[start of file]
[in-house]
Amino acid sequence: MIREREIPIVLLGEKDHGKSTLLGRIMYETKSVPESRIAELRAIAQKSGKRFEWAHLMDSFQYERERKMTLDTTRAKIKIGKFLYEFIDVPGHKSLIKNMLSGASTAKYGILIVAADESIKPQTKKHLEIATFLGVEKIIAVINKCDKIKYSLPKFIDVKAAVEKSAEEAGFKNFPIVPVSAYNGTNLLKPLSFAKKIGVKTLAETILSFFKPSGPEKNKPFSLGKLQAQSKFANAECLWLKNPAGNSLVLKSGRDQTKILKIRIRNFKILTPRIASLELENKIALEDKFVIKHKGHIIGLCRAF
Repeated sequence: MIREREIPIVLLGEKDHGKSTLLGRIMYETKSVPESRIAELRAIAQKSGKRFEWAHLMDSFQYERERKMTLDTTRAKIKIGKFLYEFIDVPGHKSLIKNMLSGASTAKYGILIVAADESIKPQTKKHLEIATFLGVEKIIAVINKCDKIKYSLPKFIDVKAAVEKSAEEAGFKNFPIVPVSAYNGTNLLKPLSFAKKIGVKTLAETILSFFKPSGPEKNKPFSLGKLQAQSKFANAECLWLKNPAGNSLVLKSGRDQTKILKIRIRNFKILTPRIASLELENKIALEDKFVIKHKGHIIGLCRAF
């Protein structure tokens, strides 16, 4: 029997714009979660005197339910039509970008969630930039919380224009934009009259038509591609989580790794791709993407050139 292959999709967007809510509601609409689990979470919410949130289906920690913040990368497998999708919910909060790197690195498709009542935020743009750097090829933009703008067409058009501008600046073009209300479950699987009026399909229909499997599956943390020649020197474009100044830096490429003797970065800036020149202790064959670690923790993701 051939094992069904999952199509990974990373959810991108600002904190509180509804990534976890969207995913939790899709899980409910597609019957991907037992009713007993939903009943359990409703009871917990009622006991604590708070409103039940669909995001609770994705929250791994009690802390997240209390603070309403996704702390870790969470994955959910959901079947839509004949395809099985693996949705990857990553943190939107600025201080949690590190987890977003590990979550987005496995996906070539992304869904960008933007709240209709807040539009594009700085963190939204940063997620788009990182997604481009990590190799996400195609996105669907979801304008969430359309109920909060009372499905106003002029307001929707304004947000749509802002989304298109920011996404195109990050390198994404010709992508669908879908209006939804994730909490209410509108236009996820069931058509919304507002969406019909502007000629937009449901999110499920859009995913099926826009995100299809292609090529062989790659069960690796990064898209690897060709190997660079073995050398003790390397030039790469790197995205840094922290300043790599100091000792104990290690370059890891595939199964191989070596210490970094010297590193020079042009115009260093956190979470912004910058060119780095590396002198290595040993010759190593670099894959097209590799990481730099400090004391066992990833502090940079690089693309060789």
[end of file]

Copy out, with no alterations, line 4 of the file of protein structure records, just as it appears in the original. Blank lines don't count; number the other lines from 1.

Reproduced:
């Protein structure tokens, strides 16, 4: 029997714009979660005197339910039509970008969630930039919380224009934009009259038509591609989580790794791709993407050139 292959999709967007809510509601609409689990979470919410949130289906920690913040990368497998999708919910909060790197690195498709009542935020743009750097090829933009703008067409058009501008600046073009209300479950699987009026399909229909499997599956943390020649020197474009100044830096490429003797970065800036020149202790064959670690923790993701 051939094992069904999952199509990974990373959810991108600002904190509180509804990534976890969207995913939790899709899980409910597609019957991907037992009713007993939903009943359990409703009871917990009622006991604590708070409103039940669909995001609770994705929250791994009690802390997240209390603070309403996704702390870790969470994955959910959901079947839509004949395809099985693996949705990857990553943190939107600025201080949690590190987890977003590990979550987005496995996906070539992304869904960008933007709240209709807040539009594009700085963190939204940063997620788009990182997604481009990590190799996400195609996105669907979801304008969430359309109920909060009372499905106003002029307001929707304004947000749509802002989304298109920011996404195109990050390198994404010709992508669908879908209006939804994730909490209410509108236009996820069931058509919304507002969406019909502007000629937009449901999110499920859009995913099926826009995100299809292609090529062989790659069960690796990064898209690897060709190997660079073995050398003790390397030039790469790197995205840094922290300043790599100091000792104990290690370059890891595939199964191989070596210490970094010297590193020079042009115009260093956190979470912004910058060119780095590396002198290595040993010759190593670099894959097209590799990481730099400090004391066992990833502090940079690089693309060789």